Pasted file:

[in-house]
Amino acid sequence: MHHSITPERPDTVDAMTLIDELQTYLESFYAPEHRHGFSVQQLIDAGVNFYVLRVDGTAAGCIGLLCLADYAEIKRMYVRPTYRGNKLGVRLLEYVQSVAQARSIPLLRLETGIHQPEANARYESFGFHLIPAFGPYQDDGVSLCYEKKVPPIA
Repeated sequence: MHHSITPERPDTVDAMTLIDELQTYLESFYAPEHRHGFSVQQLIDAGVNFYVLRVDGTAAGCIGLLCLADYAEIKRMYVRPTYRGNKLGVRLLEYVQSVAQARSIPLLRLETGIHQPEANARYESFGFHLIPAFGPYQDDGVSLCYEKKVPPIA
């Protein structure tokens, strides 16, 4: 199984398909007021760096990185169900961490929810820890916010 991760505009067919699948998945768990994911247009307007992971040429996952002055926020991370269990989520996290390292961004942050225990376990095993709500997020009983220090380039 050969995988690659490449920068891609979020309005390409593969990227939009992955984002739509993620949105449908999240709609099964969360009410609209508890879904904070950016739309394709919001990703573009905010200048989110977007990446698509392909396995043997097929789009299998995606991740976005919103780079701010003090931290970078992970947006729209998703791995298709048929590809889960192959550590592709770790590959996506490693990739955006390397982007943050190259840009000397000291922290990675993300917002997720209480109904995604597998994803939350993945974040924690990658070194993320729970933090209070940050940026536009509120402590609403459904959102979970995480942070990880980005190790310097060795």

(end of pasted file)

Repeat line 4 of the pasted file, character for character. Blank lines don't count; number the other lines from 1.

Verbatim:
């Protein structure tokens, strides 16, 4: 199984398909007021760096990185169900961490929810820890916010 991760505009067919699948998945768990994911247009307007992971040429996952002055926020991370269990989520996290390292961004942050225990376990095993709500997020009983220090380039 050969995988690659490449920068891609979020309005390409593969990227939009992955984002739509993620949105449908999240709609099964969360009410609209508890879904904070950016739309394709919001990703573009905010200048989110977007990446698509392909396995043997097929789009299998995606991740976005919103780079701010003090931290970078992970947006729209998703791995298709048929590809889960192959550590592709770790590959996506490693990739955006390397982007943050190259840009000397000291922290990675993300917002997720209480109904995604597998994803939350993945974040924690990658070194993320729970933090209070940050940026536009509120402590609403459904959102979970995480942070990880980005190790310097060795």